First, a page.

Web Security vs. Superstition, Part 4

Web site security is a very important issue to me. I find it frustrating sometimes dealing with people who operate based more on superstition and urban legends than on solid principles.  Part 4 is about some strange behavior I have seen in security groups and other insanity.

I explained in part 1 that a web site is secure if a user logs in using an email address and a password, as long as that password is sufficiently strong.

Within our company  we are requires to use Virtual Private Network (VPN) in order to connect to different parts of the company.  The corporation runs a large firewall that separates the outside Internet from the internal network, and there are string security guidelines around anything to do with those connection points to the Internet.  Out internal traffic does not run over public lines, so the encryption aspect of VPN is not of essence.  Still, even within the company, firewalls keep different parts of the company separate, and VPN is required to cross the bridge (or tunnel under it I guess).  This is because the IT folks lack confidence in the normal web security.  Let’s give them the benefit of the doubt and assume that there is some software they are required to host that is NOT secure.  So they impose VPN as a way to assure that only specific people can access those parts of the networks.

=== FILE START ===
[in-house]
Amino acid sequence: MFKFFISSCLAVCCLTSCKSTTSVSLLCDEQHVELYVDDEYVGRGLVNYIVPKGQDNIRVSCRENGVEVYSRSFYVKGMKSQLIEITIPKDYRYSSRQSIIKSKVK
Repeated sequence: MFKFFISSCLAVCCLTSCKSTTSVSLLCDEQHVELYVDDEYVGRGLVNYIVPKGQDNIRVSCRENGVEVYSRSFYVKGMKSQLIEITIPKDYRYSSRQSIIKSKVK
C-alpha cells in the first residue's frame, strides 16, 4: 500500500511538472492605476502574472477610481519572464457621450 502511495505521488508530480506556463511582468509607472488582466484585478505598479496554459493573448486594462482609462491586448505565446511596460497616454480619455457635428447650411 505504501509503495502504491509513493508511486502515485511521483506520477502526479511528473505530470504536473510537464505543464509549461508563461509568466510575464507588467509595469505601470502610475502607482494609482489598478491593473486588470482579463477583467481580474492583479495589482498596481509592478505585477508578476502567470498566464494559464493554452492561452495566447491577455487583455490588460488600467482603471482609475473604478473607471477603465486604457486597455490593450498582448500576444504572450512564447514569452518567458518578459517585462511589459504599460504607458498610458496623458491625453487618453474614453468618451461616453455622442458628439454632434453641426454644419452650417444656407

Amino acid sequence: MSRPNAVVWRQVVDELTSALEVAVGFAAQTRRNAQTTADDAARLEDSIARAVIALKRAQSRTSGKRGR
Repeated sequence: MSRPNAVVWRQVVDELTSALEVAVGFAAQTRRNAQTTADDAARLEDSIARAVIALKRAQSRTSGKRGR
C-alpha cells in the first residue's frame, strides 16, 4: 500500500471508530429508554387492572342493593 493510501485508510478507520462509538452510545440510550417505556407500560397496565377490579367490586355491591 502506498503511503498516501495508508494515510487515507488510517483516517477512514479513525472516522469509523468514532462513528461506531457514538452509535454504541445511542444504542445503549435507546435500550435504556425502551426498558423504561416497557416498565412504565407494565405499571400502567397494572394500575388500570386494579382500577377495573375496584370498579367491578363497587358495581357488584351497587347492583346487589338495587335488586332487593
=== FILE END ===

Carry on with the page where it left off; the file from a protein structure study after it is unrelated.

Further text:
The problem is that you can not run two VPN sessions at a time, so we are always connecting and disconnecting VPN in order to access different resources.  It certainly prevents some people from accessing information.  At the same time it makes it much more difficult for people who need access to information to get it.  Where is the tradeoff?  This is really just an extension of the really-long password:  The details to access VPN have to be written down, and thus likely to fall into the hands of hackers, and so really does not provide any real security to speak of.   Ironically, the web addresses and the list of remote usernames & passwords is emailed around.  It is common to see a printed out copy.  This is not security.

Recently I have been working to get others within the company to make better use of collaboration software (social business software) to work more effectively with each other.  Whenever I talk to people in IT, the very first question is “how do I prevent people from using this?”   That is not how they ask it, but that is what the question amounts to.  They always want to know how to limit the access, and exclude people from different aspects.  I always point out to them that collaboration only works when everyone is included, but they don’t seem to get the irony.  They are concerned only about what would happen in the very worst case:  if there was a rogue disgruntled employee attempting to harm the system or leak information.  It makes no sense to hold the IT people accountable against a vandal of this sort, but they are.

Another crazy example is out three-strikes-your-out policy on user accounts.  When attempting to log in, if you fail three times to type the correct password, then your user account is permanently disabled.  You then have to call a support number, talk to a person, and have your account re-enabled.